But I think we're getting there. And I believe that the right kind of trade agreement can create jobs in America; I don't agree that it'll cost jobs. If you look just in the last couple of days, there was a notice from General Motors that they're closing an operation in Mexico, bringing it back to the United States, going to create 1,000 jobs in Michigan and higher labor costs because of the productivity and the nearness to the labor parts market, to the auto parts market. And I think you're going to see a lot of that.
If anybody wants to shut a plant down and go to Mexico just because they have cheap wages, they can do that today. Nothing is going to change in the NAFTA agreement. But if you have more growth on both sides, then you'll have less illegal immigration from Mexico, more people will be able to get jobs at home and stay with their families, their incomes will rise and they'll buy more American products.
Last month, Mexico replaced Japan as the second biggest purchaser of American manufacturing products. We have a $6-billion trade surplus with them. That means we create jobs out of our trade with them. So I think it's a good deal for America, and I hope we can pass it.
Q One other quick thing. L.A. Times Mirror poll out today says 51 percent of the public thinks the press has been unfair to you, more unfair to you than your predecessors. Any comment?
THE PRESIDENT: You know, I always trust the people in the end. They pretty well get it right. (Laughter.)
Q You think that's right -- about right? (Laughter.)
THE PRESIDENT: I think the most important thing now is what I said at my press conference last week. The American people know if there's something going on and some tension that is not --doesn't have much to do with their interests. And I think that's what they have perceived here. And so what I have done, clearly, in the last couple of weeks, is to reach out a hand of understanding to the capital press corps here, and to ask them to -- not to stop criticizing me, because that's their job when they think I'm wrong, or they think there's a story to be pursued -- but to approach this whole work that we have to do together with an atmosphere of respect and greater trust. And I pledge to try to do the same thing.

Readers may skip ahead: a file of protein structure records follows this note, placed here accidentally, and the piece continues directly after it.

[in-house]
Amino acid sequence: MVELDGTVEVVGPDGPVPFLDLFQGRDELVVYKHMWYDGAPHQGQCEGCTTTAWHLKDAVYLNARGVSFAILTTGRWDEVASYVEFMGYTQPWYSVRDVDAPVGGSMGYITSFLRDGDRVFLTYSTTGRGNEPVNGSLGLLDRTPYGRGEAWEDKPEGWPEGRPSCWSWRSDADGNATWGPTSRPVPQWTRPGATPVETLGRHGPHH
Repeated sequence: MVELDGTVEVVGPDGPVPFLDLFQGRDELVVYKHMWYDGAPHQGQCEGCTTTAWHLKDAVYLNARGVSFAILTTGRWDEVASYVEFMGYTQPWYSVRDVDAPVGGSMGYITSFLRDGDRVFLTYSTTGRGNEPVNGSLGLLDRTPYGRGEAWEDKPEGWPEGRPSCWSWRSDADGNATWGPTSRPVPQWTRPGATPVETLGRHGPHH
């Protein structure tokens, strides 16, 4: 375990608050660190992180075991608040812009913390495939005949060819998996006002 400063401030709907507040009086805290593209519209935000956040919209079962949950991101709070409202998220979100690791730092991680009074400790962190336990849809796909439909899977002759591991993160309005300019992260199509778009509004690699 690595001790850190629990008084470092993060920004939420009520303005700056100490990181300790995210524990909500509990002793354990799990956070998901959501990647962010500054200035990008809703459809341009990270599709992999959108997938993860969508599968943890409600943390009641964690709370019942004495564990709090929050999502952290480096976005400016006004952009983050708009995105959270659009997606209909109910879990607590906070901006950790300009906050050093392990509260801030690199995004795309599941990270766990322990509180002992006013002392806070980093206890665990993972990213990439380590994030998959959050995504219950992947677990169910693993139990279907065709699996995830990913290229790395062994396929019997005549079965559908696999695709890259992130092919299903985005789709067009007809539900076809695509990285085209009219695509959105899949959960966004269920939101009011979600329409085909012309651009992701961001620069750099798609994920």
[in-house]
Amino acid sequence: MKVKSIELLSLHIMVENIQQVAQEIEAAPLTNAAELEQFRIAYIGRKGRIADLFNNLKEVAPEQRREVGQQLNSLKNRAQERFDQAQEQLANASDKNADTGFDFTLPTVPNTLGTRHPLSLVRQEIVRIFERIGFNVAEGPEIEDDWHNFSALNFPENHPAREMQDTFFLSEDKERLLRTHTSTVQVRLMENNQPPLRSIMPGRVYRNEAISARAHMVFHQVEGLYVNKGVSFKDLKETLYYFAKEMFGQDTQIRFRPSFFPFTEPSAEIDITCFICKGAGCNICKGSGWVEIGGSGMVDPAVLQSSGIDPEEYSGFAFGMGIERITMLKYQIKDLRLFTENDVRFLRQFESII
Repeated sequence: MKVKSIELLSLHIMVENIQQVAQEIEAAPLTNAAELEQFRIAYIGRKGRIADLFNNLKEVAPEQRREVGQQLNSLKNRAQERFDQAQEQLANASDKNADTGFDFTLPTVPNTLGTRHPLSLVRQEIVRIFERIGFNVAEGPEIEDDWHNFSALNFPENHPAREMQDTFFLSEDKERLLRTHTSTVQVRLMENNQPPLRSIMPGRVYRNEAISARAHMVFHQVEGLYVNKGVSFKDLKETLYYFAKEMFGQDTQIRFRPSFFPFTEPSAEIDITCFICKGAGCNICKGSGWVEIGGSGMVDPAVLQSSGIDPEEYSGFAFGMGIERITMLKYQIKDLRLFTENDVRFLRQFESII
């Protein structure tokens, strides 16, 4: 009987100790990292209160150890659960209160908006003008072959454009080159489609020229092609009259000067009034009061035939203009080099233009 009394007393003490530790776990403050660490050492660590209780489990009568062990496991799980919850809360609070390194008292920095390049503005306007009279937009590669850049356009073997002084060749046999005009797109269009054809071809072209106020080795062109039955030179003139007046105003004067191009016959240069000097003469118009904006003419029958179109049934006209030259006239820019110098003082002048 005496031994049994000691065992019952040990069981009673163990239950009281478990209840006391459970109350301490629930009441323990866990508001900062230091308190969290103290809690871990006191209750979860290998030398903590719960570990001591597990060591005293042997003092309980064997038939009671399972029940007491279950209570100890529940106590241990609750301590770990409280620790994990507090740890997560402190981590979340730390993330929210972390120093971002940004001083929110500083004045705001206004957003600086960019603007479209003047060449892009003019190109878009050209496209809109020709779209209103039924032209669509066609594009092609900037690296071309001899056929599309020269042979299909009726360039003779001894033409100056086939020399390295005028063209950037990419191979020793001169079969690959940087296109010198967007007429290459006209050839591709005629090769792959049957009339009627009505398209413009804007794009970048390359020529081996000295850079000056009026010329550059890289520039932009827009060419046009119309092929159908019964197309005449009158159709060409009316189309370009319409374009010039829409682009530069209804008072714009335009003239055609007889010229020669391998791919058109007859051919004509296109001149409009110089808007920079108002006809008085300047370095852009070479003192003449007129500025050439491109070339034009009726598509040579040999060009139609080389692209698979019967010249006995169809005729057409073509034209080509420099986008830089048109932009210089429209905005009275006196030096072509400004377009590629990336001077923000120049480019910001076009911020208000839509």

I think the American people want to see the flaws in my proposal; want to see the contradictions if they are there; want to see me subject to honest scrutiny. But they don't like the feeling of feeding frenzy. They don't want that. And so, you know, I've done what I could and I hope we'll have the kind of response that the American people plainly want.
Q Chelsea going to Japan?
THE PRESIDENT: Well, I hope so. I think it would be educational for her, although some people have said that, you know, we ought to consider what kind of Asian press coverage she'll get and whether that would prohibit her from learning anything or doing anything there. But there is a lot of precedent for a previous president's families going on trade missions. And I'd like to see her do it. I think she'd learn a lot from it if, in fact, she'll be able to function when she's there. So we're going to try to figure that out in the next few days.
Q Thanks, Mr. President.
THE PRESIDENT: Thanks, Larry.